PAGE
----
OT is correct, I just wanted to add a couple of comments.
Originally Posted by Otintx
Case length in a straight-walled rimless pistol cartridge (.45 ACP, 9mm, .40 S&W, etc.) is, or rather should be, a critical dimension because it determines headspace, which in this case is the distance between the rim of the case and the breech face. Since the case is pretty much captured between the breech face and the square shoulder at the front of the chamber when the pistol is in battery, I don't see how it could stretch in length, but I'm sure they do. If the case stretches at all, I think it must happen after unlocking, and not while the pistol is in battery.
(Illustration courtesy of Wikipedia)
My experience with pistol reloading is mostly .45 ACP, which is a low-pressure round, so I'm still learning. But having loaded about 3,000 rounds of this ammo, I think I have seen perhaps twenty or thirty that failed the Chamber Checker test, where the cases apparently had grown. I put those aside for practice, almost hoping that they would cause a feeding malfunction to give me some exercise, but that hasn't happened yet. As long as you check ALL of your ammo with a Chamber Checker, you will catch anything that has stretched.
The occurrence of case stretching in .45 ACP, in my experience, is so rare that I have stopped measuring case length, which is something I did when I was just starting to load pistol. I just catch them with the Chamber Checker after reloading and set them aside.
As OT inferred, a bottle-necked cartridge, like .357 Sig or most modern rifle cartridges (.223, .308) takes headspace from a datum line on the shoulder of the case. There is room in the chamber forward of the case mouth to allow the case to stretch, and they do. I personally check the length of every single .223 or .308 round that I load and trim them carefully, because uniform case length has to be maintained to achieve peak consistency and accuracy from ammunition. (information source: NRA Firearms Fact Book, Third Edition)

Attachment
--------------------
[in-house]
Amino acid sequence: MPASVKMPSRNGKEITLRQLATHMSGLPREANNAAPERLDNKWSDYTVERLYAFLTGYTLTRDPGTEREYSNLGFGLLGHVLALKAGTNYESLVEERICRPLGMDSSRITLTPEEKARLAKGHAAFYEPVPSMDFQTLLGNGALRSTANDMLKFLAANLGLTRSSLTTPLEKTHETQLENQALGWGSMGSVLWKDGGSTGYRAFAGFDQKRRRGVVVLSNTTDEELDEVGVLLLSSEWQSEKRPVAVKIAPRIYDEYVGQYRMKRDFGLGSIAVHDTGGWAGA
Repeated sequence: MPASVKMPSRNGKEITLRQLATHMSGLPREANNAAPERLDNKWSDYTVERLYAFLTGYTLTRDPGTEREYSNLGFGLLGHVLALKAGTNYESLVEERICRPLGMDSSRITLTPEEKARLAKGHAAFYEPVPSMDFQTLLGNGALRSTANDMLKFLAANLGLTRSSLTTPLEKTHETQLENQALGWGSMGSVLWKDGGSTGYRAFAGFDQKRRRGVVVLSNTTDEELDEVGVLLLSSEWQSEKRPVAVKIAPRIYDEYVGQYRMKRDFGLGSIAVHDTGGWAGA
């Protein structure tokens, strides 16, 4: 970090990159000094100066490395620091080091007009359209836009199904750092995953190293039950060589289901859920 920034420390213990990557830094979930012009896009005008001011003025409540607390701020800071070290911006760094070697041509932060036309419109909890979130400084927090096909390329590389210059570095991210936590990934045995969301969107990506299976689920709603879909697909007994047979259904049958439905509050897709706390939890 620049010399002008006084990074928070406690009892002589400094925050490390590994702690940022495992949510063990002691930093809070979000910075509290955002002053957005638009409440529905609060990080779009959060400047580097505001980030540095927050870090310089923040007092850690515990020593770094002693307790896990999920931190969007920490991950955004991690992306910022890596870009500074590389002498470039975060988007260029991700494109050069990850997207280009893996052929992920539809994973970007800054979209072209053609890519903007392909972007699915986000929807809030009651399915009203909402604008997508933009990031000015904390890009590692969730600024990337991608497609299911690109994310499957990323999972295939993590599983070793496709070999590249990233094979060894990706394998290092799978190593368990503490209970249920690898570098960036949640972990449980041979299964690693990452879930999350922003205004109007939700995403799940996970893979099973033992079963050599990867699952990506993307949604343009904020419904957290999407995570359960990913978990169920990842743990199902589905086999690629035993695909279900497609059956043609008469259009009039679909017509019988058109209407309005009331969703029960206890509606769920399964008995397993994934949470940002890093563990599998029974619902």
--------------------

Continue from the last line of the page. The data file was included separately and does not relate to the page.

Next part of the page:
Until I read OT's post I didn't realize that .357 Sig was bottle-necked (because I have never fired a .357 Sig), but I believe that everything I wrote about rifle cartridges here probably applies to the .357 Sig, and that if you reload it you should probably check length at least every third loading. The ones that are too long will need to be trimmed. In fact, you probably should trim the whole batch if any of them measure beyond the spec. I may be way off about the frequency of checking that is needed here, let's see if somebody reads this and corrects me. It's clear that .357 Sig is a high-pressure round, since it typically runs at over twice the pressure of the .45 ACP. (information source: Hodgdon loading data website)
Purkeypilot, I expect we are throwing around some terms that are going to be new to you, don't be surprised. Allow me to recommend a couple of sources for you:
Sierra Bullets Reloading Manual
This is a little spendy at about $65, but it is really complete. Although the ballistics are all based on Sierra bullets, there is a lot more to this book than loading data.NRA Firearms Fact Book
, Third Edition: this appears to be out of print but can still be bought new or used at Amazon.com. A good replacement would be the newer NRA Firearms Source Book
Again, this is a bit spendy, but I would not be without a copy of this book.